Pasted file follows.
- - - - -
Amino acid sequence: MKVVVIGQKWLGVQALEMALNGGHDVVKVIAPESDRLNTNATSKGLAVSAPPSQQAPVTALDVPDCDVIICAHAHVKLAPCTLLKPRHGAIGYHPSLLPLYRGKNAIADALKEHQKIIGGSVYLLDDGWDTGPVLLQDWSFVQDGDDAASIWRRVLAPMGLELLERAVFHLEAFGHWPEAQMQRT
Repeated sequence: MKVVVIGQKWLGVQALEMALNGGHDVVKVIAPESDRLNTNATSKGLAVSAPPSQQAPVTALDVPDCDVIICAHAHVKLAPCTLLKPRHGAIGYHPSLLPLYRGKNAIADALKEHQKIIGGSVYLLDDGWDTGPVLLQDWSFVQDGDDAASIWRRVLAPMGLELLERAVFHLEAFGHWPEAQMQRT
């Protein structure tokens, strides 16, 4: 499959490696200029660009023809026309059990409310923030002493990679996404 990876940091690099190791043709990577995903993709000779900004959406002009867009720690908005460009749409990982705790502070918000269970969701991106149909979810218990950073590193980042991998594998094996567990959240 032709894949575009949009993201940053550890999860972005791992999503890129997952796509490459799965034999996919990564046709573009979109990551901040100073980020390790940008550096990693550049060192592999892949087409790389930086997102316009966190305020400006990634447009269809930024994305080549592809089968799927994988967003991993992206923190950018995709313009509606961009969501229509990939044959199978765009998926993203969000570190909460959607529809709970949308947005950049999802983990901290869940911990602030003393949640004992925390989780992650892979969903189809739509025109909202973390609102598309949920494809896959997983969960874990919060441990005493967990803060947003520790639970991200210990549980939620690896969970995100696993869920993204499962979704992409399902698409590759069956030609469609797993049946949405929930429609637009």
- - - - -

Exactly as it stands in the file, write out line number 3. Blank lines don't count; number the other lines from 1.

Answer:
């Protein structure tokens, strides 16, 4: 499959490696200029660009023809026309059990409310923030002493990679996404 990876940091690099190791043709990577995903993709000779900004959406002009867009720690908005460009749409990982705790502070918000269970969701991106149909979810218990950073590193980042991998594998094996567990959240 032709894949575009949009993201940053550890999860972005791992999503890129997952796509490459799965034999996919990564046709573009979109990551901040100073980020390790940008550096990693550049060192592999892949087409790389930086997102316009966190305020400006990634447009269809930024994305080549592809089968799927994988967003991993992206923190950018995709313009509606961009969501229509990939044959199978765009998926993203969000570190909460959607529809709970949308947005950049999802983990901290869940911990602030003393949640004992925390989780992650892979969903189809739509025109909202973390609102598309949920494809896959997983969960874990919060441990005493967990803060947003520790639970991200210990549980939620690896969970995100696993869920993204499962979704992409399902698409590759069956030609469609797993049946949405929930429609637009």